Journaling on Vacation
By George Barnett
You can take plenty of photographs on your vacation, even digital video is fairly easy, but those things won't help you record the little incidents that give meaning to your vacation. That is why keeping a travel journal is so helpful. The journal of your vacation is the place to keep notes of the small things that give color to your trip. It is also the place to keep the details of the big things that make a vacation memorable.
If you don't usually keep a journal, that's okay. There is just one rule in journaling: it's your journal and nothing else matters. It isn't necessary to go into great detail if your don't want to. You shouldn't worry about your spelling or grammar. The important thing is to record those things that will trigger the memories of the vacation.
For example, what did you feel like when you found out that the gentleman who gave you directions in Washington, DC was the Ambassador from France. You discovered that when you saw him being interviewed on the national news. The photograph of the outdoor food court in Singapore was nice, but what did the place smell like; what kind of food did you try and what was it like; and how did the other patrons react to seeing an American tourist away from the usual tourist places. That is the kind of experience that everyone has at one time or another, but only those people who keep a travel journal will be able to savor the memory long after the trip is over.
Keeping a journal can also be a learning experience. The longer you keep the journal the more you will find yourself mentally noting the small things that should be recorded. A young girl's eyes when she first sees the Grand Canyon can only be properly described by a parent who keeps a journal. The teen age boy, who considers himself too cool to be seen with his parents even on vacation, can't stop talking to you about his first ride on the Powell Street cable car in San Francisco. There is no way to keep that memory except in your travel journal.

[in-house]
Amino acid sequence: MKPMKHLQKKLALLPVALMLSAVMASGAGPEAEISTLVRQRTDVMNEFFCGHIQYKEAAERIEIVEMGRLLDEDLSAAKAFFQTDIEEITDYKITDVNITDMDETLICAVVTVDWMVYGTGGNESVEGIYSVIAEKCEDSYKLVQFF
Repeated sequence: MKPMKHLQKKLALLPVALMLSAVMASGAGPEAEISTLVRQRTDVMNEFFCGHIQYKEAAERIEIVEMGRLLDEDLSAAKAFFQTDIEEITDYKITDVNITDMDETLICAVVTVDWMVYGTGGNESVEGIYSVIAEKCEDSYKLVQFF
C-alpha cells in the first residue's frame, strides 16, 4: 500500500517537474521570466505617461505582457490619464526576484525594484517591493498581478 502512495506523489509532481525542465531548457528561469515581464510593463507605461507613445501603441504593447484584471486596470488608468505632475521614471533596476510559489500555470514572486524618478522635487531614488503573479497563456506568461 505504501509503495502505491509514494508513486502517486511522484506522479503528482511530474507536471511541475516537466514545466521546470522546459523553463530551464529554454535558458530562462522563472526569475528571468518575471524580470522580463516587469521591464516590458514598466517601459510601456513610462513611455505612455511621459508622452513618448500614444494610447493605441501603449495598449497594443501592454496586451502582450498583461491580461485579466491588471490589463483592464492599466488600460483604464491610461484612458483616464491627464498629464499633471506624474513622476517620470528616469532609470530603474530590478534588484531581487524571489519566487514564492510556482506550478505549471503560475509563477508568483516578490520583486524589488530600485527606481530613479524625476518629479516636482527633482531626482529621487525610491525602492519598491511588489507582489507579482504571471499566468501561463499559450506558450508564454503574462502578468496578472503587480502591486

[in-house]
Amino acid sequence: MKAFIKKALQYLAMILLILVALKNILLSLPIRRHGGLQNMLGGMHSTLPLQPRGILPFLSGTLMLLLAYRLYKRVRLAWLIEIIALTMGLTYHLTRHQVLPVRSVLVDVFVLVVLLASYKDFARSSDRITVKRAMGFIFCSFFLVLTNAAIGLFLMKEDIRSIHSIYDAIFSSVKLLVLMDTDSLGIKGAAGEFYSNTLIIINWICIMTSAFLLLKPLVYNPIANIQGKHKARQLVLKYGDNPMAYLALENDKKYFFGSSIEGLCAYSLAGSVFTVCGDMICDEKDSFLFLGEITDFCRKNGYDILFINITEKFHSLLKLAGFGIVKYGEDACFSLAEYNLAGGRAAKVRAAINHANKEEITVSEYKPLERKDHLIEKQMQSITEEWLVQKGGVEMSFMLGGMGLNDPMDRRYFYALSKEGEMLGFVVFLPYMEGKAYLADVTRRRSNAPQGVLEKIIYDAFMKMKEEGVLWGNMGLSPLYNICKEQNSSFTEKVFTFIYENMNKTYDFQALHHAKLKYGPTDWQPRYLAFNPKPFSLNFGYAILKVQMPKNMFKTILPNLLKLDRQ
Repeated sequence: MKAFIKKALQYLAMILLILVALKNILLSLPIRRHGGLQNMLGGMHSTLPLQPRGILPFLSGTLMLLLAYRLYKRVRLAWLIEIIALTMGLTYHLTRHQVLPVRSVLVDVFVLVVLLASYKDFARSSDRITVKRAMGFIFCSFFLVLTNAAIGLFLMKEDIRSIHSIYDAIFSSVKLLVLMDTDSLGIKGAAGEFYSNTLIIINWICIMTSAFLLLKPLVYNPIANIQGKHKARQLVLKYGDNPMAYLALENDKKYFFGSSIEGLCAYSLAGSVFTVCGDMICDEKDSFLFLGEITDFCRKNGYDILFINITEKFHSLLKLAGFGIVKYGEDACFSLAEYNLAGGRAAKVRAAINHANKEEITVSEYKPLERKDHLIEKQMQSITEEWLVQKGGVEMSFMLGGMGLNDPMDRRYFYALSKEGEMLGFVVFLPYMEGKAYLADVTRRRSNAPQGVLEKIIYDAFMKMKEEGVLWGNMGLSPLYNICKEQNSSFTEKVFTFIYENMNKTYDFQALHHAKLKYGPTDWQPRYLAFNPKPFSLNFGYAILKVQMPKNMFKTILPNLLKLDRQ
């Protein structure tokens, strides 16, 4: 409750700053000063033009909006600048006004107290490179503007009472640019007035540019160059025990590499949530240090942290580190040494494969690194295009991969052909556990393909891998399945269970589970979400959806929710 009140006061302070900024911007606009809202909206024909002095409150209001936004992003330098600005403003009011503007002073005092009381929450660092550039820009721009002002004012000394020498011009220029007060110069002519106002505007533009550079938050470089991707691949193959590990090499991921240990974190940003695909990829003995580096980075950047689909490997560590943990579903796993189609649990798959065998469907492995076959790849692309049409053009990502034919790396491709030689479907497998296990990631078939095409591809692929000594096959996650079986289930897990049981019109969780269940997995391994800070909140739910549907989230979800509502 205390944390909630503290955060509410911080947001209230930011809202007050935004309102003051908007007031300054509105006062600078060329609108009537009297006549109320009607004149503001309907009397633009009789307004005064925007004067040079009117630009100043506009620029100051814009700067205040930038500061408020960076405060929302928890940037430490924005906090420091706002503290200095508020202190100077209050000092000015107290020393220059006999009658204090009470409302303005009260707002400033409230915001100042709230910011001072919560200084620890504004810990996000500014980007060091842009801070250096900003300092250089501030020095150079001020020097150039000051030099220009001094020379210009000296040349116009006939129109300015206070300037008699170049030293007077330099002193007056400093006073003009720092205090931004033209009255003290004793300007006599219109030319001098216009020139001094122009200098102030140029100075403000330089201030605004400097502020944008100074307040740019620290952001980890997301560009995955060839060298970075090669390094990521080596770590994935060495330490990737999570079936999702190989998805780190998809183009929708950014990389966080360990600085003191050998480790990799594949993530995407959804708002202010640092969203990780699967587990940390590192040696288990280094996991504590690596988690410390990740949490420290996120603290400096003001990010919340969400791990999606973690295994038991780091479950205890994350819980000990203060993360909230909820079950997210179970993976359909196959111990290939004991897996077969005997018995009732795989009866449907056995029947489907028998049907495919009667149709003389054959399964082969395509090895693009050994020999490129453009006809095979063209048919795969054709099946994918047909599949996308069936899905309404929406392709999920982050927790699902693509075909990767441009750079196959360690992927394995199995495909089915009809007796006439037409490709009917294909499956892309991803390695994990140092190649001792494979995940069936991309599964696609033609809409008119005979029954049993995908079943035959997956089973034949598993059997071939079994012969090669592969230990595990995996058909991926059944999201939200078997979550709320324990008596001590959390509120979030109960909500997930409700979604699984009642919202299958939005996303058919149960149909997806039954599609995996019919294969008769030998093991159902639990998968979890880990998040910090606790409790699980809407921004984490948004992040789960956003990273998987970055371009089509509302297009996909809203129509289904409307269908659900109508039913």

It is your journal and that allows you to keep your thoughts on all of the things that are important just to you. Your mother-in-law met your father-in-law in New York City fifty years ago. They always meant to go back, but something always came up. He has since passed away, and now you are taking her back to the Big Apple for the first time in half a century. While you are there you ask her about her memories and what it was like to be young and falling in love in New York City. Those are the things that go into a journal.
Having the proper tools is important, of course. The journal can be just a few scraps of paper, but those are likely to get lost. A book of blank pages designed specifically as a journal is the best way to go. You should look for the kind of book that you feel comfortable carrying and using. And you should look for a journal that can be used for many trips and will last for many years. After all, this is likely to be the book that you go back to to regain the warmth of that trip that meant so much to you. When the children are grown and the grand parents have passed away, it will be your journal, chosen so carefully today, that will be there to remind you of the good times and the not-so-good times.
A vacation is a set of shared experiences between friends and family members. You may find that the memories of those experiences are quite different among the people who were there. A travel journal is an excellent pre-vacation gift for everyone who travels.
Now that you have a journal be sure to have it with you at all times. Perhaps place the journal with your camera so that, just like the photographs you should be taking, you will have your journal handy to record the memories in a different way. Keeping a journal in a pocket or purse is always a good idea. Once again, just like your camera, a journal is only good as long as you use it. So keep your vacation journal handy while you are traveling and be sure to record all of the events and activities that make up a vacation.
About The Author
George Barnett is a frequent traveler for both business and pleasure.